The European Association of Urology (EAU) Guidelines Panel on Upper Urinary Tract Urothelial Carcinoma (UTUC) has prepared updated guidelines to aid clinicians in the current evidence-based management of UTUC and to incorporate recommendations into clinical practice.
To provide an overview of the EAU guidelines on UTUC as an aid to clinicians.
The recommendations provided in the current guidelines are based on a thorough review of available UTUC guidelines and articles identified following a systematic search of Medline. Data on urothelial malignancies and UTUC were searched using the following keywords: urinary tract cancer; urothelial carcinomas; upper urinary tract, carcinoma; renal pelvis; ureter; bladder cancer; chemotherapy; ureteroscopy; nephroureterectomy; adjuvant treatment; instillation; recurrence; risk factors; and survival. References were weighted by a panel of experts.
Owing to the rarity of UTUC, there are insufficient data to provide strong recommendations (ie, grade A). However, the results of recent multicentre studies are now available, and there is a growing number of retrospective articles in UTUC. The 2017 tumour, node, metastasis (TNM) classification is recommended. Recommendations are given for diagnosis and risk stratification, as well as for radical and conservative treatment; prognostic factors are also discussed. A single postoperative dose of intravesical mitomycin after radical nephroureterectomy reduces the risk of bladder tumour recurrence. Kidney-sparing management should be offered as a primary treatment option to patients with low-risk tumours and two functional kidneys.
These guidelines contain information on the management of individual patients according to a current standardised approach. Urologists should take into account the specific clinical characteristics of each patient when determining the optimal treatment regimen, based on the proposed risk stratification of these tumours.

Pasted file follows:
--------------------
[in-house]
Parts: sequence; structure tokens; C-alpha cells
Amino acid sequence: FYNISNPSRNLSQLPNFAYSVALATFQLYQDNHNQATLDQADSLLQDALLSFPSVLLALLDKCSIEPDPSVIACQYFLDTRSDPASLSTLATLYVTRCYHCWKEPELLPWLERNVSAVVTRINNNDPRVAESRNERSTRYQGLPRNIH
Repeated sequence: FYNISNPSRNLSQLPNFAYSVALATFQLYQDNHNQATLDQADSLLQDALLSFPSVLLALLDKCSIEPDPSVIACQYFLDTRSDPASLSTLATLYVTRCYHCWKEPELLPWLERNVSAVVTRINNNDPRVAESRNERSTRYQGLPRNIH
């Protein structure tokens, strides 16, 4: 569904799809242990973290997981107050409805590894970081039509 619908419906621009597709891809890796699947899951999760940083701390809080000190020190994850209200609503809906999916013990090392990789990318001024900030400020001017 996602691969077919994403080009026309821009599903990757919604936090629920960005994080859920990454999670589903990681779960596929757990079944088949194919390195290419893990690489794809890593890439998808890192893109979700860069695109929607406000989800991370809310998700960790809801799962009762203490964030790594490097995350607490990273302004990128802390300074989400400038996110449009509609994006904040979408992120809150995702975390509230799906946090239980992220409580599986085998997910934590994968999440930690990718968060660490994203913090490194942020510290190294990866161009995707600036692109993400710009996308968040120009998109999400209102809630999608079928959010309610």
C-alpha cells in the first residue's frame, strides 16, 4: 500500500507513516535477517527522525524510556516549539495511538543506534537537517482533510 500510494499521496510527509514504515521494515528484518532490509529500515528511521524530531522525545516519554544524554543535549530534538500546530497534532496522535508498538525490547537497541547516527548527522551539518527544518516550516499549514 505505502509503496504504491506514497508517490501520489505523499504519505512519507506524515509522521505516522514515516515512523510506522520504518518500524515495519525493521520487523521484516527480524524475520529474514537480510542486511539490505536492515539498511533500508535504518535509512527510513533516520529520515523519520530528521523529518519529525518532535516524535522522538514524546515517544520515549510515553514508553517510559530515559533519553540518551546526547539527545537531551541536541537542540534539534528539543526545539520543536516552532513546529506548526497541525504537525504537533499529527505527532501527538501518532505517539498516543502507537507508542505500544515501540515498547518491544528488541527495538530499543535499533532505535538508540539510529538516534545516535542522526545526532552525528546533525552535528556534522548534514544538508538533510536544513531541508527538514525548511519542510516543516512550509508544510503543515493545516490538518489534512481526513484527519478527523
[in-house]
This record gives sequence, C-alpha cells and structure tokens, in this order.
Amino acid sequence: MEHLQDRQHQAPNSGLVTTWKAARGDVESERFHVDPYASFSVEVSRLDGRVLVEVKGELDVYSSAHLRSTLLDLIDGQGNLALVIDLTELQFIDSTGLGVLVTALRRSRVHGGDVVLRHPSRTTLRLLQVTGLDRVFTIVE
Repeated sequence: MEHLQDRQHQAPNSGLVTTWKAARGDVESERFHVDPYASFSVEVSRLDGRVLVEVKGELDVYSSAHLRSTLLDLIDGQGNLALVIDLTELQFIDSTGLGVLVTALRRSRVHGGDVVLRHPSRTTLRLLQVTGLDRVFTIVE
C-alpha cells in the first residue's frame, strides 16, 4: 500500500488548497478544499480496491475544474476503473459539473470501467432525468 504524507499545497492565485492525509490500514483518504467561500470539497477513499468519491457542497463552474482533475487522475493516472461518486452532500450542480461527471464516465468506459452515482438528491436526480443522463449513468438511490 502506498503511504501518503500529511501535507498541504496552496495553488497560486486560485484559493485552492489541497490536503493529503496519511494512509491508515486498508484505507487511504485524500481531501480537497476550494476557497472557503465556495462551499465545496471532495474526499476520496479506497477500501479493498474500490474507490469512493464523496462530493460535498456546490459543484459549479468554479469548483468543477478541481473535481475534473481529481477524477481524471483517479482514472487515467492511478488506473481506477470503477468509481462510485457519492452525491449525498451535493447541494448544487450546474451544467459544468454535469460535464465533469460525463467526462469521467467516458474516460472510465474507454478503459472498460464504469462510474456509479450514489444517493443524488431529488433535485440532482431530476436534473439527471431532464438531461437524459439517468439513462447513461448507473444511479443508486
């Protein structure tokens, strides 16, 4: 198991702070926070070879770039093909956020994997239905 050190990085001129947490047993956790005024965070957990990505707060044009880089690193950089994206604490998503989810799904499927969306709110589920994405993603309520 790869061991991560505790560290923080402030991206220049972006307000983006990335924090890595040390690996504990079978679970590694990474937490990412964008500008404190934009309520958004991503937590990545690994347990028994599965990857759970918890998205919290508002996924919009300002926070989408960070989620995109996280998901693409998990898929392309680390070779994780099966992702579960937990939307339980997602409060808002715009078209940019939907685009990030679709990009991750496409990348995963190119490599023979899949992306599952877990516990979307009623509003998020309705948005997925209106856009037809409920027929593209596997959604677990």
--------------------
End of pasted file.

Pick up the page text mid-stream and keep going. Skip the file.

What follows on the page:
Urothelial carcinoma of the upper urinary tract is rare, but because 60% of these tumours are invasive at diagnosis; appropriate diagnosis and management is most important. We present recommendations based on current evidence for optimal management.
European urology. 2017 Aug 31 [Epub ahead of print]
Morgan Rouprêt, Marko Babjuk, Eva Compérat, Richard Zigeuner, Richard J Sylvester, Maximilian Burger, Nigel C Cowan, Paolo Gontero, Bas W G Van Rhijn, A Hugh Mostafid, Joan Palou, Shahrokh F Shariat
AP-HP, Hôpital La Pitié-Salpétrière, Service d'Urologie, Paris, France; UPMC University Paris 06, GRC5, ONCOTYPE-Uro, Institut Universitaire de Cancérologie, Paris, France. Electronic address: ., Department of Urology, Hospital Motol, Second Faculty of Medicine, Charles University, Praha, Czech Republic., Department of Pathology, Hôpital Tenon, Assistance Publique-Hôpitaux de Paris, UPMC Paris VI, Paris, France., Department of Urology, Medical University of Graz, Graz, Austria., European Association of Urology Guidelines Office, Brussels, Belgium., Department of Urology, Caritas St. Josef Medical Centre, University of Regensburg, Regensburg, Germany., Department of Radiology, Queen Alexandra Hospital, Portsmouth, UK., Division of Urology, Department of Surgical Sciences, Molinette Hospital, University of Studies of Torino, Turin, Italy., Department of Surgical Oncology (Urology), Netherlands Cancer Institute, Antoni van Leeuwenhoek Hospital, Amsterdam, The Netherlands., Department of Urology, Royal Surrey County Hospital, Guildford, UK., Department of Urology, Fundació Puigvert, Universidad Autónoma de Barcelona, Barcelona, Spain., Medical University of Vienna, Vienna General Hospital, Vienna, Austria.